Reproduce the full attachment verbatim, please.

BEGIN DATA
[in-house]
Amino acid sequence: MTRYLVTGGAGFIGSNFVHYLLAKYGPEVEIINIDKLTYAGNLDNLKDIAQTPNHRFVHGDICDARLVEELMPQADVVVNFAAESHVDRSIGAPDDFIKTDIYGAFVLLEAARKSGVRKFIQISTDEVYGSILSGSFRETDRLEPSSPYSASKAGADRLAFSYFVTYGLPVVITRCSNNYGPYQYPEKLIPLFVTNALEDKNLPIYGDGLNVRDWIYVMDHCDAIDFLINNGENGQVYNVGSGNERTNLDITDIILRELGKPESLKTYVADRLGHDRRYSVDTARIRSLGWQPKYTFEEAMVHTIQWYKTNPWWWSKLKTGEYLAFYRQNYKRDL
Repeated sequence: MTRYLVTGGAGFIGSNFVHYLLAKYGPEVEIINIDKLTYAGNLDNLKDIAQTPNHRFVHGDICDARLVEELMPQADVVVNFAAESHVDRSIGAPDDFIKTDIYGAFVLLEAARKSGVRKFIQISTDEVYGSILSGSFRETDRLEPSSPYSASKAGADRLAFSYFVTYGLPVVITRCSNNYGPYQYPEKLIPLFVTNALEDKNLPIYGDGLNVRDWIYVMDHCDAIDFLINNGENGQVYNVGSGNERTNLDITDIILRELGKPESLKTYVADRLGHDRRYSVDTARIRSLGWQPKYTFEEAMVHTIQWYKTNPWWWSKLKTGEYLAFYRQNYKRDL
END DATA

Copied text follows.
[in-house]
Amino acid sequence: MTRYLVTGGAGFIGSNFVHYLLAKYGPEVEIINIDKLTYAGNLDNLKDIAQTPNHRFVHGDICDARLVEELMPQADVVVNFAAESHVDRSIGAPDDFIKTDIYGAFVLLEAARKSGVRKFIQISTDEVYGSILSGSFRETDRLEPSSPYSASKAGADRLAFSYFVTYGLPVVITRCSNNYGPYQYPEKLIPLFVTNALEDKNLPIYGDGLNVRDWIYVMDHCDAIDFLINNGENGQVYNVGSGNERTNLDITDIILRELGKPESLKTYVADRLGHDRRYSVDTARIRSLGWQPKYTFEEAMVHTIQWYKTNPWWWSKLKTGEYLAFYRQNYKRDL
Repeated sequence: MTRYLVTGGAGFIGSNFVHYLLAKYGPEVEIINIDKLTYAGNLDNLKDIAQTPNHRFVHGDICDARLVEELMPQADVVVNFAAESHVDRSIGAPDDFIKTDIYGAFVLLEAARKSGVRKFIQISTDEVYGSILSGSFRETDRLEPSSPYSASKAGADRLAFSYFVTYGLPVVITRCSNNYGPYQYPEKLIPLFVTNALEDKNLPIYGDGLNVRDWIYVMDHCDAIDFLINNGENGQVYNVGSGNERTNLDITDIILRELGKPESLKTYVADRLGHDRRYSVDTARIRSLGWQPKYTFEEAMVHTIQWYKTNPWWWSKLKTGEYLAFYRQNYKRDL